Dear Colleagues,

In these unprecedented times, we wanted to commend the resiliency being shown by UCI faculty, staff and students. The rapid shift to remote teaching, learning and research collaboration is a challenge that many of you have embraced. Your efforts are appreciated and will help ensure that UCI continues to be a leader in promoting evidence-based teaching. Although we have cancelled the remaining in-person programming for the quarter, the Education Research Initiative (ERI) team continues to work to support UCI educators and education researchers along with our partners in the broader Orange County community. We hope to connect with many of you remotely or in person in the near future.

Brian Sato
Natascha Buswell
Di Xu
Laura Tucker
Adrienne Williams

UCI Education Research Initiative Team

ERI Awards Five Mini Grants to UCI Researchers and Educators

The ERI’s 2019-20 call for mini grants resulted in nearly 30 fantastic submissions from Schools across campus. The aim of these grants is to facilitate the development of outstanding research in higher education teaching and learning as well as the implementation of evidence-based activities and programs aimed at improving outcomes for a wide variety of populations. The funded projects are as follows:

Recruiting and Supporting Future Latinx Teachers

Hosun Kang
Hosun Kang, Associate Professor, Education
Virginia Panish
Virginia Panish, Director of Teacher Education, Education
Susan Toma-Berge
Susan Toma-Berge, Coordinator of Multiple Subject Credential Program, School of Education
Acacia Warren
Acacia Warren, Single Subject Program Coordinator, School of Education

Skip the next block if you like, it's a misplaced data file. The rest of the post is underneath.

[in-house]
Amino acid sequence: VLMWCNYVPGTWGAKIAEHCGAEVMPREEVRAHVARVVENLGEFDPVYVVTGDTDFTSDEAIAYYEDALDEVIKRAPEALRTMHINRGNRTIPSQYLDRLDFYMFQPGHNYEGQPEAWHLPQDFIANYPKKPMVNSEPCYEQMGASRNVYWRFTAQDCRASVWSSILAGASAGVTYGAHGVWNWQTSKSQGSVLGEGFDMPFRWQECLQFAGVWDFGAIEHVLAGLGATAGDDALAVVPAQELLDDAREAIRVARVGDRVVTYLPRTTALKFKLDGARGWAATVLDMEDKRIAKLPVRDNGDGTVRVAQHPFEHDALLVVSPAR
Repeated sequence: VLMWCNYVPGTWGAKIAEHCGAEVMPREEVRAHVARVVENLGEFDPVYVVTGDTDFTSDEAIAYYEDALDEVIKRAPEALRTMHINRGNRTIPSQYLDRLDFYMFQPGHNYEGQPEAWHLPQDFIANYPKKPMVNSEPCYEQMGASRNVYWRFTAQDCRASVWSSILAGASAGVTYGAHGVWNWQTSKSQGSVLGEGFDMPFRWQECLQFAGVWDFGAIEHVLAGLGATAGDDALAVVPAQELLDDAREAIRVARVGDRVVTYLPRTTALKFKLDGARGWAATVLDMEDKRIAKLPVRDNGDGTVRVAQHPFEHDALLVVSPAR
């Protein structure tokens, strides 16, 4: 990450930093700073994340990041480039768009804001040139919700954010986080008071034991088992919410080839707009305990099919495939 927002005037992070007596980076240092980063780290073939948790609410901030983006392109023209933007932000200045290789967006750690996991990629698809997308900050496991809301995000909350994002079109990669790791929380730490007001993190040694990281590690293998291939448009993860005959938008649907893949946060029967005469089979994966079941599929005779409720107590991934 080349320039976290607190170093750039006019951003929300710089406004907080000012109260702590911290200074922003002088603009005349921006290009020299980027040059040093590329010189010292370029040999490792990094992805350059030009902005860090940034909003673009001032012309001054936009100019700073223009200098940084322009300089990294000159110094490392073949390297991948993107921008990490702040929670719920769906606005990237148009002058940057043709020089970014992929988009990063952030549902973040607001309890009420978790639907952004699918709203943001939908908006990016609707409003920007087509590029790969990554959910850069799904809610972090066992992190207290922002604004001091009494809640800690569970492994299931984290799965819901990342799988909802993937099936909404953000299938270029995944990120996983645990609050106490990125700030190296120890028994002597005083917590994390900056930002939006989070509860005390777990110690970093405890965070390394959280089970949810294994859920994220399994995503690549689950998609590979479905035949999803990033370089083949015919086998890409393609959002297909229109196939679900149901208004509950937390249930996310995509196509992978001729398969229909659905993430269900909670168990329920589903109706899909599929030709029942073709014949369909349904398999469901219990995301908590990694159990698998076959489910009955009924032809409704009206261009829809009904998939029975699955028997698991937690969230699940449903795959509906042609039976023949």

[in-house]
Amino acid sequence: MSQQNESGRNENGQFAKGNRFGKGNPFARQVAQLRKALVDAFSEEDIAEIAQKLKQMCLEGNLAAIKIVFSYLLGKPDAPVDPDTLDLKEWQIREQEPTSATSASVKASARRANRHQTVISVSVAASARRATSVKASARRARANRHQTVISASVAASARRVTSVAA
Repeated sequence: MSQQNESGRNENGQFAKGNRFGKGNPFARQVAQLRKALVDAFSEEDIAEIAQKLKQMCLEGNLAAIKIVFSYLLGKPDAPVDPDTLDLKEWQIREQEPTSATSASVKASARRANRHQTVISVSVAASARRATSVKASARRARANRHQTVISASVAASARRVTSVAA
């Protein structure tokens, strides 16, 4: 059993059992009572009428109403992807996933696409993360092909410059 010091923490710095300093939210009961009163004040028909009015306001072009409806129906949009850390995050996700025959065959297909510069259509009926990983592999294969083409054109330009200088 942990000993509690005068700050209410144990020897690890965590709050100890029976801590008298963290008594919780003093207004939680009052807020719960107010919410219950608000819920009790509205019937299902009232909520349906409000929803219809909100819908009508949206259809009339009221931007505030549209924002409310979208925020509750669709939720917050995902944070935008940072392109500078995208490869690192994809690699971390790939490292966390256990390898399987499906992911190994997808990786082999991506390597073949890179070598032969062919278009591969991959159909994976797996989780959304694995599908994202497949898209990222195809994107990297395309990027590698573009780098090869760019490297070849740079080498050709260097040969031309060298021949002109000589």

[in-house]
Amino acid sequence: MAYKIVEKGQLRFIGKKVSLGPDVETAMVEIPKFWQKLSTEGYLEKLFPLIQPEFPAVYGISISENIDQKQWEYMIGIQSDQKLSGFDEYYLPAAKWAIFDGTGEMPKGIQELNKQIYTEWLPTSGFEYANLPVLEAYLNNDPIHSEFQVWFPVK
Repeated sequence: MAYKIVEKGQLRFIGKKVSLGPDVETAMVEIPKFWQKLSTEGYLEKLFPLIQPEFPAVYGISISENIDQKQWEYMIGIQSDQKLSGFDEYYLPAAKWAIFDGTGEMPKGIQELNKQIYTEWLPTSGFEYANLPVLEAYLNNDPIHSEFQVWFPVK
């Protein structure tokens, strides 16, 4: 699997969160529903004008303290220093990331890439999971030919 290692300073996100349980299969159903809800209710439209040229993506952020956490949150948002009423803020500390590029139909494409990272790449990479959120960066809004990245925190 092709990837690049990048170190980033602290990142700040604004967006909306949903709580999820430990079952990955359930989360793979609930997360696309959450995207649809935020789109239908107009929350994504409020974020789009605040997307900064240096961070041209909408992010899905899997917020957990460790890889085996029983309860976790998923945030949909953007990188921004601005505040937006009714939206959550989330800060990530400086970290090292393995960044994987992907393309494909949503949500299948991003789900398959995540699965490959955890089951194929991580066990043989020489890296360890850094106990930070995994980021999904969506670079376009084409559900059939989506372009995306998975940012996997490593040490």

This project intends to address the persistent mismatch between the demographic profile of California’s teacher workforce compared to that of its student population by recruiting and supporting a more ethnically diverse cohort to the UCI Master of Arts in Teaching (MAT) program.

The goals are twofold:
1. Recruiting more teachers of color, specifically Latinx teachers in the UCI MAT program, and
2. Supporting Future Latinx teachers during the preparation period and beyond through the creation of a Future Latinx Teachers (FLT) and their allies club in the UCI MAT Program.

Understanding and Improving Student’s Critical Thinking in the Age of Fake News, Sensational Headlines and Seductive Information

Fernando Rodriguez
Fernando Rodriguez, Assistant Professor of Teaching, School of Education
Joseph Aubele
Joseph Aubele, Ph.D. student, School of Education

The goal of this project is to examine how information and different social media sources can affect college students’ understanding of information and their ability to think critically in this context. By using multi-experiment, mixed-method approaches, this work will uncover the reasoning strategies students use when reading and evaluating fake news articles and their features (e.g. sensational headlines, anecdotal stories.). The findings will not only advance understanding of students’ critical thinking skills, but will also provide UCI and the larger academic community with strategies to help students become critical consumers of information.

Creation and Implementation of a Program to Grant UCI Bachelor’s Degrees to People Who are Incarcerated

Pavan Kadandale
Pavan Kadandale, Assistant Professor of Teaching, Molecular Biology and Biochemistry, School of Biological Sciences